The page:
Early Lessons from the Pea Trial

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Lessons from the Pea Trial–So Far

Pisello Nano Piccolo Provenzale

Pisello Nano Picolo Provenzale

#1. Early planting does not equal early eating. It’s not just 55-60 days, it’s the *right* 55-60 days. We thought an early start would give us peas sooner, but that hasn’t turned out to be the case. Peas that were supposed to be ready to start picking in 55-60 days are just now 6″ tall a week after the 60 day mark we were hoping for. The peas planted February 18th may or may not be ready for picking by mid-April. We’ll let you know!

#2. Peas planted early seem to get damaged by pests a lot more than peas planted later. Maybe because there’s not much else out there looking green and delicious in January and early February. Or maybe we just got smarter about the covers we used as the trial went on.

#3. Peas appear to sprout and grow better in February than they do in January. Weather will surely influence this. We’ll track it next year and compare. This year January was warm and sunny, if that weather had continued, maybe the peas would have been on the table by now.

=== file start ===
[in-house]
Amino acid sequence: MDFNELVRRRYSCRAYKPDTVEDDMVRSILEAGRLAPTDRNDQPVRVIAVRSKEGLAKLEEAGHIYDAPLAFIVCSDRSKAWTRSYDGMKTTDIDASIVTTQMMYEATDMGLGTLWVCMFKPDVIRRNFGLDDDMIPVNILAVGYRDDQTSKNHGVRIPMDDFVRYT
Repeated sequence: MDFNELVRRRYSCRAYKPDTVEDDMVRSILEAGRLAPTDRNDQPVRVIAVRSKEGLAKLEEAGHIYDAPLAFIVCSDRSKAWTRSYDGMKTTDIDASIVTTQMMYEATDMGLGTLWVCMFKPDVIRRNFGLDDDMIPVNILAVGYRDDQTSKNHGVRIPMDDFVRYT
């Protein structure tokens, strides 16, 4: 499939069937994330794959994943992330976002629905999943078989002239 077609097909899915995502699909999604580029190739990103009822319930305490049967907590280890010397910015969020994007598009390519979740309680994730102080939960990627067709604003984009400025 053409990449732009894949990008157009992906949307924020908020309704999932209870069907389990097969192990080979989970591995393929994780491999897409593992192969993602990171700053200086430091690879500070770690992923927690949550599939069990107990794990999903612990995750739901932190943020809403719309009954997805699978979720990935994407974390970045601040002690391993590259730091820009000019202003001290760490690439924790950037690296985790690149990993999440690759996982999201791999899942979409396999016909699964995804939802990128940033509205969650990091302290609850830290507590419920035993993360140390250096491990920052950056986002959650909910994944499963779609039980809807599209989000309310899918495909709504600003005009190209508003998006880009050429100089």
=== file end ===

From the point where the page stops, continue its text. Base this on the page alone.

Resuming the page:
Pea Sprouts Protected by Plastic Netting

Pea Sprouts Protected by Plastic Netting

#4. Peas need to be grown under netting or cages in order to foil uninvited dinner guests. Upside down black plastic latticed plant carriers from the garden store worked well for the first few weeks, as did the onion bag netting we recycled. Neither of these methods was deep enough to allow for much growth and I would like to keep the peas protected longer, just in case. We lost a whole planting of snap peas in the back garden because something came along and snipped the tops off each of the vines. (Argh!!) We’ll keep the tall covers on these for the first several inches of growth and you can check out our Pea Trial page if you want know how our test of the burlap covered cages does.

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